President Donald Trump and Ukrainian President Volodymyr Zelensky  during a meeting in New York on September 25. Trump's pressuring of Ukraine's president is part of an unfolding scandal and impeachment inquiry

President Donald Trump and Ukrainian President Volodymyr Zelensky during a meeting in New York on September 25. Trump's pressuring of Ukraine's president is part of an unfolding scandal and impeachment inquiry

It’s tempting to fall back on journalistic defaults during confusing times like these, such as making political ramifications the primary focus of the unfolding scandal involving President Donald Trump and his attempts to influence the 2020 elections by pressuring the president of Ukraine. It’s easier that way. But journalists must resist that urge.

Given what we’ve come to learn since Trump took office, we have to think beyond that and consider potential effects that could last well beyond a few election cycles.

Our democracy is being challenged in a way it hasn’t in quite some time. We shouldn’t pretend otherwise. It is being reshaped and redefined seemingly by the hour. That’s why the questions we ask, the panel of readers and voters we convene, the political pundits and analysts we query have to grapple not only with the wisdom of impeachment, but what kind of country we want this to remain, or be.

Because that’s what’s at stake, though it might be uncomfortable for many journalists to admit out loud.

There’s strong evidence—on the record—that Trump, the president of the United States of America, tried to strong arm the newly-elected president of a country in desperate need of our help in an effort to manufacture political dirt on one of Trump’s political rivals while the Trump administration was withholding military aid Congress had earmarked for that country. Trump did this a day after Special Counsel Robert Mueller testified before Congress. Mueller outlined the many ways in which the Trump campaign eagerly sought and benefited from assistance from a foreign adversary during the 2016 election cycle and how Trump obstructed the investigation but was spared criminal charges because the Department of Justice believes sitting presidents should not be indicted.

Of course, Democratic and Republican partisans are going to prioritize their own political fates.

Of course, their supporters will do the same while demanding a greater focus on kitchen table issues.

Of course, presidential historians will remind us of just how unique a time we are living through.

And they have good reason to. The results of elections will help determine the makeup of the Supreme Court, how Americans receive and pay for health care access, which wars we will decide to begin and which ones we will decide to avoid. The political considerations for 2020 are important. The makeup of the Senate and House and who gets to reside in the White House next are no small things. But none of that will matter if we lose our democracy in the process.

As of now, I sense that there is too much of a focus on who impeachment proceedings will help or hurt the most and not enough on what happens to this country if the documented presidential abuses already on the record are allowed to stand without significant reckoning and reflection.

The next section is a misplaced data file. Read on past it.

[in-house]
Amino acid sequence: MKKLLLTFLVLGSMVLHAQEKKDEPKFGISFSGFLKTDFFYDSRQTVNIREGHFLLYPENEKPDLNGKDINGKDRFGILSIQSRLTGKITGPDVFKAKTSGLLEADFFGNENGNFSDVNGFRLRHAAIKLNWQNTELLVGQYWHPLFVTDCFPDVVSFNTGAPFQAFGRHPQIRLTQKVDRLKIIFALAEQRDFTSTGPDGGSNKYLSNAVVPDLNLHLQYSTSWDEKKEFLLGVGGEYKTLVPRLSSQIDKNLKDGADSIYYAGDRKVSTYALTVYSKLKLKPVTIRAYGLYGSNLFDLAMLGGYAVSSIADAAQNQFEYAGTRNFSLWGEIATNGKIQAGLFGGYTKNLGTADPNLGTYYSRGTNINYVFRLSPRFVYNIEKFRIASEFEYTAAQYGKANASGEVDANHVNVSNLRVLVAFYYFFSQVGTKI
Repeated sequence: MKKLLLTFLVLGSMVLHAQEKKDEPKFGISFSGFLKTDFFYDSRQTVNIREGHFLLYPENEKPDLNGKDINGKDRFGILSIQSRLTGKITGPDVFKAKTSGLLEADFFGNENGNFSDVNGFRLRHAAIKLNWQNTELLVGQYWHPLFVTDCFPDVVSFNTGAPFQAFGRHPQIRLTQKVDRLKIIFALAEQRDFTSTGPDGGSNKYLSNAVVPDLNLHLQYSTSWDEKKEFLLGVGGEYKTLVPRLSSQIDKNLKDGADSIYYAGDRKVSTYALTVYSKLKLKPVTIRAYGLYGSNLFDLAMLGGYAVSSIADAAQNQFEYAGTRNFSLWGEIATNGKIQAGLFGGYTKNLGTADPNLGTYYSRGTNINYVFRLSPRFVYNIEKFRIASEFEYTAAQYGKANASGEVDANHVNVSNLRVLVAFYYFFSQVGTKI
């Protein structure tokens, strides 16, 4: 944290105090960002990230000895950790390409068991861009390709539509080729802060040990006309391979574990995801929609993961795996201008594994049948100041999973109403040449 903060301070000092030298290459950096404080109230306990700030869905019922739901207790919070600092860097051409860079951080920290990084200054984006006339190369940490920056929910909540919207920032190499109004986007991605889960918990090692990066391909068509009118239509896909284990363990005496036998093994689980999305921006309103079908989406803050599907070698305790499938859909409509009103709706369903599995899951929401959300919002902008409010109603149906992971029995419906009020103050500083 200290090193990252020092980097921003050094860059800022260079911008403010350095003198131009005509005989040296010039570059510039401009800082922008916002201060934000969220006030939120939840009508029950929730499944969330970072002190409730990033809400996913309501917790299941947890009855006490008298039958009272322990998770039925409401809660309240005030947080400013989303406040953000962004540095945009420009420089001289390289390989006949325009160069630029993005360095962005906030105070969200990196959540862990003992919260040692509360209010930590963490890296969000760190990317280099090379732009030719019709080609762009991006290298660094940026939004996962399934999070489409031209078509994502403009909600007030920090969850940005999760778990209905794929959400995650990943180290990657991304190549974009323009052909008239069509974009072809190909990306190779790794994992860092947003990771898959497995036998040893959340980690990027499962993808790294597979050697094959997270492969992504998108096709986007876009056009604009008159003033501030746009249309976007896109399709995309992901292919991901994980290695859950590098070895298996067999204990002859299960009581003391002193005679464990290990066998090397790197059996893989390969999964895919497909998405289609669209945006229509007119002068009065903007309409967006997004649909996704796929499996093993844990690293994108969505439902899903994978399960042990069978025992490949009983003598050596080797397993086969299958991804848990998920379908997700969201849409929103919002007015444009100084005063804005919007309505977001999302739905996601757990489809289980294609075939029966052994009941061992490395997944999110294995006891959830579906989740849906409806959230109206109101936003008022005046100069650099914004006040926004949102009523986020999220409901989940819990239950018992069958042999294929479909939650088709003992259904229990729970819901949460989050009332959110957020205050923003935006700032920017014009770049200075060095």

This tweet, from , neatly sums up that kind of naked political calculation:

I don’t know what will move malleable voters. But I know that if the documented abuses are allowed to stand without real challenge from all corners, they will become the new normal. Presidential campaigns eagerly seeking the help of officials of foreign adversaries who are trying to interfere in our democracy could become standard operating procedure. Long gone will be the Al Gore model, whose campaign refused to use ill-gotten information about the George W. Bush campaign and immediately alerted the FBI. Presidential administrations unexpectedly withholding congressionally-designated military aid while presidents coyly ask the head of a nation desperately needing our help to hurt an American political rival could become just another facet of our political process. Our elections would become suspect, as would every principle we’ve declared we hold dear. That says nothing of presidents being able to look the other way when journalists are assassinated or to leave journalists on foreign soil to fend for themselves when a hostile regime targets them.

It’s not that journalists must drop all attempts at remaining objective, whatever that means, or that they must take sides or become part of “the resistance.” It’s that journalists must remember that the work we do, the questions we ask, the story frames we choose, still heavily influence how such issues are broadly discussed.

The decisions Democratic and Republican leaders make will set political precedent. The decisions journalists make during times like these will set journalistic precedent. That’s why we must remember to remind our readers, viewers and listeners to ask themselves what kind of country they want this to be. Moral and ethical considerations are legitimate topics for journalists to explore.

It’s perfectly reasonable to ask voters how these scandals might affect their vote next November. But it would be a dereliction of journalistic duty if that’s all, or mostly, what we do. At some point, assessing right and wrong—not just the politics—must be given prominent space in our coverage decisions.

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